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REI invites guest speaker from local organization to Fall Forum

Rory McIlmoil, energy policy director for Appalachian Voices, gives a speech about renewable energy for the Renewable Energy Initiative’s Fall Forum. The forum was held in the Solarium in Plemmons Student Union on Monday. Photo by Nicole Debartolo | The Appalachian

Rory McIlmoil, energy policy director for Appalachian Voices, gives a speech about renewable energy for the Renewable Energy Initiative’s Fall Forum. The forum was held in the Solarium in Plemmons Student Union on Monday. Photo by Nicole Debartolo  |  The Appalachian
Rewable Energy Initiative held its Fall Forum on Monday night in the Solarium to discuss what students can do to become more energy efficient.

Rory McIlmoil, the Energy Policy director for Appalachian Voices and guest speaker at the event, spoke to the approximately 100 students who attended.

Appalachian Voices is an award-winning, environmental nonprofit agency based in Boone that is dedicated to advancing a cleaner energy future.

“[McIlmoil] is known for his work in energy policy and as an energy economic analyst for Appalachian Voices,” said Zoe Croft, the public relations officer of REI. “He has traveled around the southeast working to help promote alternative and sustainable economic development in Appalachia through policy and research.”

McIlmoil said his message to students is that there are things students can be doing as individuals to reduce the energy they are using.

“My No. 1 goal is to get everybody in this room excited about energy efficiency and about conserving energy,” McIlmoil said.

He said there is a difference between energy efficiency and energy conservation and encouraged students to partake in both practices.

“Energy efficiency is, for example, taking an incandescent light bulb and replacing it with an LED light bulb in your home or dorm,” McIlmoil said. “Energy conservation is turning your light off, turning the heat down or turning it off when you’re not in the room.”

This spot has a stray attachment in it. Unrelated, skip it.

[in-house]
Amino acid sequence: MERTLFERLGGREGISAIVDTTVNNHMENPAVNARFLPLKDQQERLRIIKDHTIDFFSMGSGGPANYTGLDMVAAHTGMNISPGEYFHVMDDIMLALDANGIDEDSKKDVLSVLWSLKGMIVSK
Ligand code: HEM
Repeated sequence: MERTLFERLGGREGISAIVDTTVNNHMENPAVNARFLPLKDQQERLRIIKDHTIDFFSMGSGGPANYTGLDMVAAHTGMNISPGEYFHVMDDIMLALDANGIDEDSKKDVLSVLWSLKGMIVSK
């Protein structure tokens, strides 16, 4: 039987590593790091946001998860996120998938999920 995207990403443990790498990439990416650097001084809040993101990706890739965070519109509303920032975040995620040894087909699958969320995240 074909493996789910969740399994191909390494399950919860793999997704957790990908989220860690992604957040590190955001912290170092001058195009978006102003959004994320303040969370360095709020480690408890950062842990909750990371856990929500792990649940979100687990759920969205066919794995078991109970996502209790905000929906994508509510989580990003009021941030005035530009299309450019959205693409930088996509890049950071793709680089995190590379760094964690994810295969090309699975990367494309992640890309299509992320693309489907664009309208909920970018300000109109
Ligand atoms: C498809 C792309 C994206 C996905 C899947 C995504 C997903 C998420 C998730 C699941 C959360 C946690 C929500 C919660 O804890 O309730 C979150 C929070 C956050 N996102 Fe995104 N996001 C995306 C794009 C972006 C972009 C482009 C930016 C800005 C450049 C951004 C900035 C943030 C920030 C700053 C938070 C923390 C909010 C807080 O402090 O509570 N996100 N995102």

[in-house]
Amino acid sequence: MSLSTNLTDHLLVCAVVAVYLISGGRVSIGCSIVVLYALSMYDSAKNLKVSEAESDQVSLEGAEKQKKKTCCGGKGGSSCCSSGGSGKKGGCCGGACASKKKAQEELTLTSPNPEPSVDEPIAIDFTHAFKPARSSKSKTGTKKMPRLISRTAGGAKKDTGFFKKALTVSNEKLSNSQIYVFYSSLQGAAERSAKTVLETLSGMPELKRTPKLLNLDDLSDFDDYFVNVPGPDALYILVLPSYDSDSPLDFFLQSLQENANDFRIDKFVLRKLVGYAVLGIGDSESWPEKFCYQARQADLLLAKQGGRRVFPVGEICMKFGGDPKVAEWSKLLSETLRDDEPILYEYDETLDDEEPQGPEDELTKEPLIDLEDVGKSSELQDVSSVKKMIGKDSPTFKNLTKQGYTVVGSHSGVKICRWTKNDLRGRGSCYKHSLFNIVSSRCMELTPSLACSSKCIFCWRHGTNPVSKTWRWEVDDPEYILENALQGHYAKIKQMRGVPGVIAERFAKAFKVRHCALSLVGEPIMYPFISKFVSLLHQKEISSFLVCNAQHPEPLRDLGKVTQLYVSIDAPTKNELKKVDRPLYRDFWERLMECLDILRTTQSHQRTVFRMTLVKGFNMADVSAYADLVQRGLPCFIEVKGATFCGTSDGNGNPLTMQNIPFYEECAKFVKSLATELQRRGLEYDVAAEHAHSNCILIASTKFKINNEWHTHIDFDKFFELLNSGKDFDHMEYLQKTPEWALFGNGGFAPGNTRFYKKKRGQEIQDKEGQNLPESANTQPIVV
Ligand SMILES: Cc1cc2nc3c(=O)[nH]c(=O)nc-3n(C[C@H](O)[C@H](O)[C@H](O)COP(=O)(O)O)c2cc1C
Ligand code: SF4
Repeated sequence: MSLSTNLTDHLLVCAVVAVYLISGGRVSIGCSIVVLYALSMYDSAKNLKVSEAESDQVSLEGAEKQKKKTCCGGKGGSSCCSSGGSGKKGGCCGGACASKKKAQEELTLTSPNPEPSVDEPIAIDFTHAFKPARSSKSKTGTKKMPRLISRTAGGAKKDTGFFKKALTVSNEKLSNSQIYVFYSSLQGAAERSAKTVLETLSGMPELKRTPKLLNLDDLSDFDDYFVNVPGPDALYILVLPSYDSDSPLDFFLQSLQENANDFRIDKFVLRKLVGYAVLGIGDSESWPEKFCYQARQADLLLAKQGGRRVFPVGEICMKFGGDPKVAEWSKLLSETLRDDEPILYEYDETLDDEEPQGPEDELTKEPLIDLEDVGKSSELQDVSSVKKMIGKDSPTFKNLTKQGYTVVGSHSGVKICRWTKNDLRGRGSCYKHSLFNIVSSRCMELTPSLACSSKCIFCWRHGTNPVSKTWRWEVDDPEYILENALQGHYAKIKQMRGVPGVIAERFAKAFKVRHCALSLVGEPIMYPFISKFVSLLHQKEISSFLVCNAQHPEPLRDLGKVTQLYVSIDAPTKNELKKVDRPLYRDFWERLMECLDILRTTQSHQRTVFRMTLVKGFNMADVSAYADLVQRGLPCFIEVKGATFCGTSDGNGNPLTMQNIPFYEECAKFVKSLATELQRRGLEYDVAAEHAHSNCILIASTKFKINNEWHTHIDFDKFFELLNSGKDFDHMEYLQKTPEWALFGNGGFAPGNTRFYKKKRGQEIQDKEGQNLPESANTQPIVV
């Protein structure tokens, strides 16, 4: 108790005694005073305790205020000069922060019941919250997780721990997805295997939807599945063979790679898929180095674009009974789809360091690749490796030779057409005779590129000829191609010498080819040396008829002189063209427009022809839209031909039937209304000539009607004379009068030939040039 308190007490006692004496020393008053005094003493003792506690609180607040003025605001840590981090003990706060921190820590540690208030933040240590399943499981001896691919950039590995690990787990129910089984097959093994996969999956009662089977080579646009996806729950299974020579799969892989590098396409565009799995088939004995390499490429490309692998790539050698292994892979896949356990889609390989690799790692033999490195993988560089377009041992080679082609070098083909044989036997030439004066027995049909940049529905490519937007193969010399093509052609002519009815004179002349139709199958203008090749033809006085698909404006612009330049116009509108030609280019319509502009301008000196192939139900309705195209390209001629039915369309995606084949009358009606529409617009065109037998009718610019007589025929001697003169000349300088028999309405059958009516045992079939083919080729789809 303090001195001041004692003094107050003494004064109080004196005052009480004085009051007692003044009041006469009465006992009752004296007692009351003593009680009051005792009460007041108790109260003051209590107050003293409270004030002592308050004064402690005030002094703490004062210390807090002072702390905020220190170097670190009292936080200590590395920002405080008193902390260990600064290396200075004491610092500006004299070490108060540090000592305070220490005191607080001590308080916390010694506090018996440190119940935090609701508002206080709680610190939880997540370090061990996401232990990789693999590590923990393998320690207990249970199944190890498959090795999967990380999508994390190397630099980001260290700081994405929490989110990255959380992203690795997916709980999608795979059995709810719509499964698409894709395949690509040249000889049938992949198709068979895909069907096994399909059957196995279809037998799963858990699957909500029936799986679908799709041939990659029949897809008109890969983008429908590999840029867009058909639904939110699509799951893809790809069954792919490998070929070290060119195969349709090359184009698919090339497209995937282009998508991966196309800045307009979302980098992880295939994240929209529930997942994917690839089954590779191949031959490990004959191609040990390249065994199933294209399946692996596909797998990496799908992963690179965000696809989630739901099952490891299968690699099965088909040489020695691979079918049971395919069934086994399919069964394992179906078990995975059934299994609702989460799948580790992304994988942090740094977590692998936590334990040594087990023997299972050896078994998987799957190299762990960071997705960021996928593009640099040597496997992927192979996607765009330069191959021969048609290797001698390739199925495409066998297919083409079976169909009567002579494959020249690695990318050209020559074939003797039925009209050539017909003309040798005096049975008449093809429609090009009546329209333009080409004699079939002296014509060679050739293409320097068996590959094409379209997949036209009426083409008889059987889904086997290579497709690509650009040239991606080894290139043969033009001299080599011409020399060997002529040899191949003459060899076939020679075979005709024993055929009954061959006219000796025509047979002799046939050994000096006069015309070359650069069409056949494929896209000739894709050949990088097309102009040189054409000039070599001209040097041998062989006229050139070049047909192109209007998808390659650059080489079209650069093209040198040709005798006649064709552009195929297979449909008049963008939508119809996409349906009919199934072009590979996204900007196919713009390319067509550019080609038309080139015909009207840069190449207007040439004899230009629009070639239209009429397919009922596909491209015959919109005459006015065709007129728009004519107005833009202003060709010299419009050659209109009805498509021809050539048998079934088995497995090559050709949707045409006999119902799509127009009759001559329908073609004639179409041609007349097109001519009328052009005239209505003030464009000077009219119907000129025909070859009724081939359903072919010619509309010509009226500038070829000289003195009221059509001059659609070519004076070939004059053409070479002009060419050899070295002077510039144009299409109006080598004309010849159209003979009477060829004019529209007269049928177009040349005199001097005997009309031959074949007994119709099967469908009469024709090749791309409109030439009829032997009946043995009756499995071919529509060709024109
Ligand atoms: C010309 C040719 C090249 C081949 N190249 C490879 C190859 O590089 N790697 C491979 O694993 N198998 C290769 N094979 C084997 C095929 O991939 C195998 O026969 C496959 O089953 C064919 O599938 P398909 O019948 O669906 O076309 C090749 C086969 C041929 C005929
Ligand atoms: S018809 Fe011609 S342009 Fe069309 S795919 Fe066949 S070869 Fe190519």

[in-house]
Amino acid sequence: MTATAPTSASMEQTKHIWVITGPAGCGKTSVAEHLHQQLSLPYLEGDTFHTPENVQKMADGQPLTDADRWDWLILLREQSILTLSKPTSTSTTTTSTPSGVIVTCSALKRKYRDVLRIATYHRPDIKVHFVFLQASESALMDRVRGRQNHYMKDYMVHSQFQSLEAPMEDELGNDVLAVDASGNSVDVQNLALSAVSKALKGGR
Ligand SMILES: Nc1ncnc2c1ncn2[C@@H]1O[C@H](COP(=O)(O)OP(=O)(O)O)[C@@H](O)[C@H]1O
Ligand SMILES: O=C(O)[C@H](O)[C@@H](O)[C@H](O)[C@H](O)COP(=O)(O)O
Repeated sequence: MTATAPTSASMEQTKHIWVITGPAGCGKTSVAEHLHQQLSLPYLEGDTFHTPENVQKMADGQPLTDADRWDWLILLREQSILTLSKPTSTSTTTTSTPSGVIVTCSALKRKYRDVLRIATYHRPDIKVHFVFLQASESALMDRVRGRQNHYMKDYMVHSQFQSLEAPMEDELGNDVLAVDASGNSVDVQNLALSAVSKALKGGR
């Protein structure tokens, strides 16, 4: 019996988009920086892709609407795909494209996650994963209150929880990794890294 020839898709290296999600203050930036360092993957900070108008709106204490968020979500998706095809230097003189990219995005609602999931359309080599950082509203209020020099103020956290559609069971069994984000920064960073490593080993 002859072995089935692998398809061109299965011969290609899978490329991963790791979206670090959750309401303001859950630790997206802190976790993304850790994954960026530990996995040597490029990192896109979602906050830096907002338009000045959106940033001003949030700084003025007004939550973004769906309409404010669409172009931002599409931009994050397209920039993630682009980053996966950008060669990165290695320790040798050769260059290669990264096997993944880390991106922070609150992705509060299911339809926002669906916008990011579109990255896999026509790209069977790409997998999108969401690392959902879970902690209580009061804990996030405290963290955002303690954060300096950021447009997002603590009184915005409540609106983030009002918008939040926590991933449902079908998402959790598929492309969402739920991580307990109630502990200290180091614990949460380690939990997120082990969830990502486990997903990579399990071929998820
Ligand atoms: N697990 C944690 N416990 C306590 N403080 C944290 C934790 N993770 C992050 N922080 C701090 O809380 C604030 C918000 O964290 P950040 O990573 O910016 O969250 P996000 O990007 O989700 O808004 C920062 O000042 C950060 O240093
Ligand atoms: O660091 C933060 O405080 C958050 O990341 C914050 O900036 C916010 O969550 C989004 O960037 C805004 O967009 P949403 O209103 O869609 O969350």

McIlmoil said his goal was to encourage students to join and support REI.

“It’s amazing to see the progress REI has made and they really need your support as they move forward to make ASU a more sustainable campus,” McIlmoil said.

Croft said the group chose McIlmoil to speak because he has a wide variety of strengths and is a great teacher and activist who can set an example for students.

“REI really wanted to find someone that understands economic development and environmental impacts and also someone that really captures our mission and has a professional background,” Croft said.

REI is a student organization that is run and funded by students. Each Appalachian student pays $10 per academic year in tuition and fees to fund the REI program. This funding has allowed the school’s program to be an example to other colleges and organizations around the nation, said Josh Brooks, chair of REI.

Story: NICOLE CAPORASO, Intern News Reporter 
Photo: NICOLE DEBARTOLO, Intern Photographer

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